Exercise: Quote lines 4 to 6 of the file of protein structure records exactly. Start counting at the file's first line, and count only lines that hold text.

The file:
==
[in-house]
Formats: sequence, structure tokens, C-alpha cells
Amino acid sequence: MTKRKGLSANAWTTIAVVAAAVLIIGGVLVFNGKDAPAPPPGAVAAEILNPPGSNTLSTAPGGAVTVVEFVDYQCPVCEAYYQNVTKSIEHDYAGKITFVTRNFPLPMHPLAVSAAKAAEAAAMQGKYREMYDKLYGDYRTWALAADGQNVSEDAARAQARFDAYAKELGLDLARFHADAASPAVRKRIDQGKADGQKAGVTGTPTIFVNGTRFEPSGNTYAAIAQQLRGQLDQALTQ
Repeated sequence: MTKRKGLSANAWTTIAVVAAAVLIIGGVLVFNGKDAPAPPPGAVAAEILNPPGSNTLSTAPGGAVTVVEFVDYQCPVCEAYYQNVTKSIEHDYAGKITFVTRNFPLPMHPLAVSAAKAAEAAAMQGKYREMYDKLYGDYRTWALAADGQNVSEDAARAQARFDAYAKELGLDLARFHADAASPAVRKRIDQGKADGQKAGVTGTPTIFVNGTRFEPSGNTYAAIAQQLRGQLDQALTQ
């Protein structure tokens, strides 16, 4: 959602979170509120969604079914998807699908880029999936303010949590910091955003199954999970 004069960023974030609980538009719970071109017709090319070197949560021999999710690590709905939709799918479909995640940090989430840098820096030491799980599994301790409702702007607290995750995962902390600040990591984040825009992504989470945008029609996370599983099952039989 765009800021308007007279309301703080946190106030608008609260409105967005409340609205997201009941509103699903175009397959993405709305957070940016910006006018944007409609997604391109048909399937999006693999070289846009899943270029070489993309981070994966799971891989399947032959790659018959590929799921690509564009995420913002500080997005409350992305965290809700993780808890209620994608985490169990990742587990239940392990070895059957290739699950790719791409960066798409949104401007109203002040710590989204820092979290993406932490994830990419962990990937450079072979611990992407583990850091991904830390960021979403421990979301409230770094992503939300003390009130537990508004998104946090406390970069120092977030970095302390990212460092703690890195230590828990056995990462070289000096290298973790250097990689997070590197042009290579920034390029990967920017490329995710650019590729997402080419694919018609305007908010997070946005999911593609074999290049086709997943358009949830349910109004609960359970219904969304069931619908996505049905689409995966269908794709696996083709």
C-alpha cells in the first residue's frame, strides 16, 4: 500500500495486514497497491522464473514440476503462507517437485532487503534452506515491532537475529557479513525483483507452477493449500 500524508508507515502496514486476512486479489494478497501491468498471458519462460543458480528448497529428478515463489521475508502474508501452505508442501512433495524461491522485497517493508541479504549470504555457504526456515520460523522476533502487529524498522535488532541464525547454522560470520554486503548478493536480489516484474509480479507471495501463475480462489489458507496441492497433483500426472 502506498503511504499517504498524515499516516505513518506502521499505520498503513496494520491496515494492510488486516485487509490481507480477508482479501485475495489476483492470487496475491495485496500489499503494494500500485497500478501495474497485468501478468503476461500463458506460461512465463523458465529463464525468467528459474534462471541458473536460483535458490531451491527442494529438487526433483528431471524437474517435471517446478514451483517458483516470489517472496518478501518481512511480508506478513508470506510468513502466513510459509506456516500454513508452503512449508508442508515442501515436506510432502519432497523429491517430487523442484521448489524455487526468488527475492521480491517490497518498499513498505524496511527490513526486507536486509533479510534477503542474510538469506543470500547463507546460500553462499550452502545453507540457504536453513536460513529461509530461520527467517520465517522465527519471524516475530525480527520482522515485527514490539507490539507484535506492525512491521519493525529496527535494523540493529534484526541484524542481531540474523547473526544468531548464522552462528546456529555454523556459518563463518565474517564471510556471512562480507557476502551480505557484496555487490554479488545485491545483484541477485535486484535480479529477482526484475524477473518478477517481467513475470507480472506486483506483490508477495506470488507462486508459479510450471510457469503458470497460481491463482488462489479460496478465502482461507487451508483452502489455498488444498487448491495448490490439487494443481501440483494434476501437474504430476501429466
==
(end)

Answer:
Repeated sequence: MTKRKGLSANAWTTIAVVAAAVLIIGGVLVFNGKDAPAPPPGAVAAEILNPPGSNTLSTAPGGAVTVVEFVDYQCPVCEAYYQNVTKSIEHDYAGKITFVTRNFPLPMHPLAVSAAKAAEAAAMQGKYREMYDKLYGDYRTWALAADGQNVSEDAARAQARFDAYAKELGLDLARFHADAASPAVRKRIDQGKADGQKAGVTGTPTIFVNGTRFEPSGNTYAAIAQQLRGQLDQALTQ
């Protein structure tokens, strides 16, 4: 959602979170509120969604079914998807699908880029999936303010949590910091955003199954999970 004069960023974030609980538009719970071109017709090319070197949560021999999710690590709905939709799918479909995640940090989430840098820096030491799980599994301790409702702007607290995750995962902390600040990591984040825009992504989470945008029609996370599983099952039989 765009800021308007007279309301703080946190106030608008609260409105967005409340609205997201009941509103699903175009397959993405709305957070940016910006006018944007409609997604391109048909399937999006693999070289846009899943270029070489993309981070994966799971891989399947032959790659018959590929799921690509564009995420913002500080997005409350992305965290809700993780808890209620994608985490169990990742587990239940392990070895059957290739699950790719791409960066798409949104401007109203002040710590989204820092979290993406932490994830990419962990990937450079072979611990992407583990850091991904830390960021979403421990979301409230770094992503939300003390009130537990508004998104946090406390970069120092977030970095302390990212460092703690890195230590828990056995990462070289000096290298973790250097990689997070590197042009290579920034390029990967920017490329995710650019590729997402080419694919018609305007908010997070946005999911593609074999290049086709997943358009949830349910109004609960359970219904969304069931619908996505049905689409995966269908794709696996083709």
C-alpha cells in the first residue's frame, strides 16, 4: 500500500495486514497497491522464473514440476503462507517437485532487503534452506515491532537475529557479513525483483507452477493449500 500524508508507515502496514486476512486479489494478497501491468498471458519462460543458480528448497529428478515463489521475508502474508501452505508442501512433495524461491522485497517493508541479504549470504555457504526456515520460523522476533502487529524498522535488532541464525547454522560470520554486503548478493536480489516484474509480479507471495501463475480462489489458507496441492497433483500426472 502506498503511504499517504498524515499516516505513518506502521499505520498503513496494520491496515494492510488486516485487509490481507480477508482479501485475495489476483492470487496475491495485496500489499503494494500500485497500478501495474497485468501478468503476461500463458506460461512465463523458465529463464525468467528459474534462471541458473536460483535458490531451491527442494529438487526433483528431471524437474517435471517446478514451483517458483516470489517472496518478501518481512511480508506478513508470506510468513502466513510459509506456516500454513508452503512449508508442508515442501515436506510432502519432497523429491517430487523442484521448489524455487526468488527475492521480491517490497518498499513498505524496511527490513526486507536486509533479510534477503542474510538469506543470500547463507546460500553462499550452502545453507540457504536453513536460513529461509530461520527467517520465517522465527519471524516475530525480527520482522515485527514490539507490539507484535506492525512491521519493525529496527535494523540493529534484526541484524542481531540474523547473526544468531548464522552462528546456529555454523556459518563463518565474517564471510556471512562480507557476502551480505557484496555487490554479488545485491545483484541477485535486484535480479529477482526484475524477473518478477517481467513475470507480472506486483506483490508477495506470488507462486508459479510450471510457469503458470497460481491463482488462489479460496478465502482461507487451508483452502489455498488444498487448491495448490490439487494443481501440483494434476501437474504430476501429466